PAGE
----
Smith trades shots with Trudeau, supports the ‘will of Albertans’ on pension plan

‘We believe this is a decision that should be made by Albertans,’ said Premier Danielle Smith. ‘It’s why we’re putting forward pension legislation in the fall.’

Smith trades shots with Trudeau, supports the ‘will of Albertans’ on pension plan
Facebook/Danielle Smith and The Canadian Press/Spencer Colby
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In a fiery letter of her own, Alberta Premier Danielle Smith clapped back at Ottawa over “disingenuous” claims made about its provincial pension plan.

“I am concerned you may seek to prevent Alberta from relying on the withdrawal provisions in the CPP Act,” she writes. 

According to a letter penned by Prime Minister Justin Trudeau on October 17, leaving the Canada Pension Plan (CPP) would cause “undeniable” harm to Albertans and Canadians.

He called the CPP a “stable fixture […] of pension income for almost six decades,” and suggested “Alberta’s withdrawal would weaken the pensions of millions of seniors and hardworking people […] across the country.”

“Canadians have trust in the CPP, are proud of the CPP, and work hard, with the expectation that the CPP will be there to provide financial security when the time comes to retire,” said the prime minister. 

“Protecting, and building upon, this model is something the federal government takes very seriously.”

Smith called out Trudeau twofold for exaggerating the impacts of Alberta leaving the CPP and for attempting to make a political point on provincial jurisdiction.

“There’ll be some impact to the rest of Canada if Alberta chooses to go its own way with the assets we believe we’re entitled to, but it’s a matter of $175 per person,” she penned.

“Due to Alberta’s younger population, higher pensionable earnings and higher employment rates, contributions by Albertans to the Canada Pension Plan have historically exceeded the benefits paid to Alberta,” said the pension report, Alberta Pension Plan Analysis Of Costs, Benefits, Risks And Considerations.

On September 21, Smith defended her ‘made-in-Alberta pension plan,’ claiming it “could put more money in the pockets of hard-working families and business owners and improve retirement security for seniors.” 

By receiving a $334 billion asset transfer from the CPP in three year's time, Albertans would receive reimbursement for their past contributions minus how much they received in benefits since its inception in 1966.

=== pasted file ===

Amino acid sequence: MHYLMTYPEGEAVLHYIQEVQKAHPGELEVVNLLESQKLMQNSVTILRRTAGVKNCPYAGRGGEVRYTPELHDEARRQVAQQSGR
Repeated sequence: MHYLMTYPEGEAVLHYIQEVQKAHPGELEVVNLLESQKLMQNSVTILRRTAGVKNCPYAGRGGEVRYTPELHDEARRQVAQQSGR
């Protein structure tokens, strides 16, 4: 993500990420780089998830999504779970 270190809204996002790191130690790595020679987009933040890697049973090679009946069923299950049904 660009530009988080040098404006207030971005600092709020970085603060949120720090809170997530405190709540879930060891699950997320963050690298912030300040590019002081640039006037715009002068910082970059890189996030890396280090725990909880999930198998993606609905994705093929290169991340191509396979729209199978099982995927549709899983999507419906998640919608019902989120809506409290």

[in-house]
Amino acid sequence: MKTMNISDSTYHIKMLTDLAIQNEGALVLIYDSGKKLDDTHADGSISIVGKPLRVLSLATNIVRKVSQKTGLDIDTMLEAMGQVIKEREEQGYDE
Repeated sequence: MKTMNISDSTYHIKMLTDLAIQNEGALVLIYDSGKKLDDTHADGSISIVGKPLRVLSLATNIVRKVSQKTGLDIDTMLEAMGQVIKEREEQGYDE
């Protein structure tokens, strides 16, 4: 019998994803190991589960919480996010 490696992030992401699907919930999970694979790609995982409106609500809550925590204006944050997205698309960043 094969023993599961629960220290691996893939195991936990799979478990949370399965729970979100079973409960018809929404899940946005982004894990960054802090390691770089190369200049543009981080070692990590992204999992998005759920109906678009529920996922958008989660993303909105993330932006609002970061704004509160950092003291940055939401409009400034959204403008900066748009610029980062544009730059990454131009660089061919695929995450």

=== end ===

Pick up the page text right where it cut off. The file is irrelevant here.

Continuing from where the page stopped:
The province says it would provide a “significant financial backstop” to cover benefit payments well into the future.

According to the CPP Investment Board, the CPP has $575 billion under management, amounting to 58% of its assets should the Board agree to that amount.

“I don’t buy the math,” Employment Minister Randy Boissonnault told reporters Wednesday. “I think there are some problems with the math that got us to this point.”

He called Alberta’s report “flawed” and warned the feds would crunch their numbers “very carefully over the next year, quite frankly, if Alberta pulls out of the Canada Pension Plan.”

According to Blacklock’s Reporter, Parliament introduced the CPP in 1966 for all provinces but Québec. “We had no choice but to agree to Québec’s staying out,” then-welfare minister Judy LaMarsh said at the time.

“There is just so much going on, so much volatility,” said Labour Minister Seamus O’Regan. “We don’t need more volatility with the Canada Pension Plan. It is rock solid.”

Smith urged her federal counterparts to ultimately “let Albertans decide” on their pensions as is their right per Section 94 of the Constitution.

“We believe that this is a decision that should be made by Albertans,” said the premier. “It’s why we’re putting forward pension legislation in the fall.” 

“[It] guarantees that benefits will be the same or higher contributions will be the same or lower. All the assets transferred would be for the purpose of supporting our seniors and the pension plan,” she added.

The UCP held its first of five telephone town halls earlier this week, allowing Albertans to learn more about the proposed plan to leave the CPP and to give their input.

Though some participants supported the adoption of a new provincial pension plan, others criticized the consultations as presupposing Alberta will leave the CPP.

Smith claimed Ottawa is “trying to […] make some kind of political point” after being on the receiving end of a Supreme Court ruling on Bill C-69.

“ […] and quite frankly, I just don’t think that that’s helpful,” she said.

“I have instructed my Cabinet and officials to take all necessary steps to ensure Albertans — and Canadians — are fully aware of the risks of your plan, and to do everything possible to ensure CPP remains intact,” said Trudeau.

Several federal ministers concurred with the prime minister, 

The Liberal leader added, “We will not stand by as anyone seeks to weaken pensions and reduce the retirement income of Canadians.”

Smith warned of “serious legal and political consequences” should Ottawa undermine her province’s constitutional authority over pensions.

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